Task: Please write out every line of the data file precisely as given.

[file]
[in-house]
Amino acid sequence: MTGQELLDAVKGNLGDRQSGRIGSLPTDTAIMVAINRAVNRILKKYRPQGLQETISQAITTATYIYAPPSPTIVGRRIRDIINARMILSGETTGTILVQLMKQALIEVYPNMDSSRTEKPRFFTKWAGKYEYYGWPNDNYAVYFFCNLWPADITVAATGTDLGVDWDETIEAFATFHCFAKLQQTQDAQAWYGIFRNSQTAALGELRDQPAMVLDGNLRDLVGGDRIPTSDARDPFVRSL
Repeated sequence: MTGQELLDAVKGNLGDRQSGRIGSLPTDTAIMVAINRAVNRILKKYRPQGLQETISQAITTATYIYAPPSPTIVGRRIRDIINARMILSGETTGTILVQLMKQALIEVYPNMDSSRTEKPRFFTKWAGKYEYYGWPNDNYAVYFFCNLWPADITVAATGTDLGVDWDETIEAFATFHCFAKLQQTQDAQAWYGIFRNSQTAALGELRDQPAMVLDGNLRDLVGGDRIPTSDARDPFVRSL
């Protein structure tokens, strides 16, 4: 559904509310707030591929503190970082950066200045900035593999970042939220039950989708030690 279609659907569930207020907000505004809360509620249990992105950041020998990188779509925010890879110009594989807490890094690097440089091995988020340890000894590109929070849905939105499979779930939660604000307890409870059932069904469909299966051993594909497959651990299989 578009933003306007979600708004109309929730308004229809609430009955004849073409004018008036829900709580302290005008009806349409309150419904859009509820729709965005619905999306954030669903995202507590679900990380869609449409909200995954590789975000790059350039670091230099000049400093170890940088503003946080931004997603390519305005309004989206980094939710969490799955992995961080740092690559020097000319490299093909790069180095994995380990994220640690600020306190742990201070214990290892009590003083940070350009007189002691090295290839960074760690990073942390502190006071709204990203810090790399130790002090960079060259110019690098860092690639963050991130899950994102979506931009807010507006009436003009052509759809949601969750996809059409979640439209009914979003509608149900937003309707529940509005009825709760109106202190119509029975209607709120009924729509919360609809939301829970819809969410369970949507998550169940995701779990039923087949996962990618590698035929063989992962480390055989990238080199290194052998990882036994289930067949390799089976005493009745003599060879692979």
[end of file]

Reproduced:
[in-house]
Amino acid sequence: MTGQELLDAVKGNLGDRQSGRIGSLPTDTAIMVAINRAVNRILKKYRPQGLQETISQAITTATYIYAPPSPTIVGRRIRDIINARMILSGETTGTILVQLMKQALIEVYPNMDSSRTEKPRFFTKWAGKYEYYGWPNDNYAVYFFCNLWPADITVAATGTDLGVDWDETIEAFATFHCFAKLQQTQDAQAWYGIFRNSQTAALGELRDQPAMVLDGNLRDLVGGDRIPTSDARDPFVRSL
Repeated sequence: MTGQELLDAVKGNLGDRQSGRIGSLPTDTAIMVAINRAVNRILKKYRPQGLQETISQAITTATYIYAPPSPTIVGRRIRDIINARMILSGETTGTILVQLMKQALIEVYPNMDSSRTEKPRFFTKWAGKYEYYGWPNDNYAVYFFCNLWPADITVAATGTDLGVDWDETIEAFATFHCFAKLQQTQDAQAWYGIFRNSQTAALGELRDQPAMVLDGNLRDLVGGDRIPTSDARDPFVRSL
């Protein structure tokens, strides 16, 4: 559904509310707030591929503190970082950066200045900035593999970042939220039950989708030690 279609659907569930207020907000505004809360509620249990992105950041020998990188779509925010890879110009594989807490890094690097440089091995988020340890000894590109929070849905939105499979779930939660604000307890409870059932069904469909299966051993594909497959651990299989 578009933003306007979600708004109309929730308004229809609430009955004849073409004018008036829900709580302290005008009806349409309150419904859009509820729709965005619905999306954030669903995202507590679900990380869609449409909200995954590789975000790059350039670091230099000049400093170890940088503003946080931004997603390519305005309004989206980094939710969490799955992995961080740092690559020097000319490299093909790069180095994995380990994220640690600020306190742990201070214990290892009590003083940070350009007189002691090295290839960074760690990073942390502190006071709204990203810090790399130790002090960079060259110019690098860092690639963050991130899950994102979506931009807010507006009436003009052509759809949601969750996809059409979640439209009914979003509608149900937003309707529940509005009825709760109106202190119509029975209607709120009924729509919360609809939301829970819809969410369970949507998550169940995701779990039923087949996962990618590698035929063989992962480390055989990238080199290194052998990882036994289930067949390799089976005493009745003599060879692979």